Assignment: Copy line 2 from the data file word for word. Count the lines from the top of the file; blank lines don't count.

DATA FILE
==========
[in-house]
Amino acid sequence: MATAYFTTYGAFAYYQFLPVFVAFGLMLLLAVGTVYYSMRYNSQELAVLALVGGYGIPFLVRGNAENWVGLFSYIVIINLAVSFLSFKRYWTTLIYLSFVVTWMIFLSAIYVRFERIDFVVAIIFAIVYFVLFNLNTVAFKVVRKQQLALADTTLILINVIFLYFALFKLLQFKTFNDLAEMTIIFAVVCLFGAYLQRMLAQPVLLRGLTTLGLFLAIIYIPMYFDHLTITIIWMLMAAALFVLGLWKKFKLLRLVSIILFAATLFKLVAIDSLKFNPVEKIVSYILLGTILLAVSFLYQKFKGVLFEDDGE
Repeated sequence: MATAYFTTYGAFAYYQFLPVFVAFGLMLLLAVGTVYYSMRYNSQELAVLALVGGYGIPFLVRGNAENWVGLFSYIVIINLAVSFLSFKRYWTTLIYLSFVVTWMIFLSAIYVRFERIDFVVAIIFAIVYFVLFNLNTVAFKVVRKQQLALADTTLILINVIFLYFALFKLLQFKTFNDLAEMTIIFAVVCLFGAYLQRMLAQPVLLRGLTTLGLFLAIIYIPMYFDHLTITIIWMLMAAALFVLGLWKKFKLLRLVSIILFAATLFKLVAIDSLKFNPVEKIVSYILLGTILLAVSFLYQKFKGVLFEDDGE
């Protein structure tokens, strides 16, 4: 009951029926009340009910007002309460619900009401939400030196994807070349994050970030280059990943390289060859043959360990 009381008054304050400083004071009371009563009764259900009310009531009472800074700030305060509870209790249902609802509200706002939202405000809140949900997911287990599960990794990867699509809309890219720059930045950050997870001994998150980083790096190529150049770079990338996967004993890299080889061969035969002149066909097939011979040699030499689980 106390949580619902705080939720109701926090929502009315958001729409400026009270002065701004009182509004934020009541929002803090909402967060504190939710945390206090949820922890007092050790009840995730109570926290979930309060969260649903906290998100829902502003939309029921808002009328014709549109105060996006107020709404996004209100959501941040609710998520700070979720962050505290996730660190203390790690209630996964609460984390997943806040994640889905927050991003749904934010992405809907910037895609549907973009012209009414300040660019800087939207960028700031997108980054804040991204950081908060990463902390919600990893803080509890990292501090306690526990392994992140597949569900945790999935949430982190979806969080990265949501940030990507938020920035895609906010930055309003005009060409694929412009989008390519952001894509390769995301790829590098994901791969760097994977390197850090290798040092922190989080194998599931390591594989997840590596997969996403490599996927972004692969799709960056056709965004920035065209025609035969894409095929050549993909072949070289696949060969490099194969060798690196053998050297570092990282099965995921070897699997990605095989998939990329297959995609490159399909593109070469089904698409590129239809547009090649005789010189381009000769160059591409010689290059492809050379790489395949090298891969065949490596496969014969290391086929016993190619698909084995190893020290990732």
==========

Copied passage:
Amino acid sequence: MATAYFTTYGAFAYYQFLPVFVAFGLMLLLAVGTVYYSMRYNSQELAVLALVGGYGIPFLVRGNAENWVGLFSYIVIINLAVSFLSFKRYWTTLIYLSFVVTWMIFLSAIYVRFERIDFVVAIIFAIVYFVLFNLNTVAFKVVRKQQLALADTTLILINVIFLYFALFKLLQFKTFNDLAEMTIIFAVVCLFGAYLQRMLAQPVLLRGLTTLGLFLAIIYIPMYFDHLTITIIWMLMAAALFVLGLWKKFKLLRLVSIILFAATLFKLVAIDSLKFNPVEKIVSYILLGTILLAVSFLYQKFKGVLFEDDGE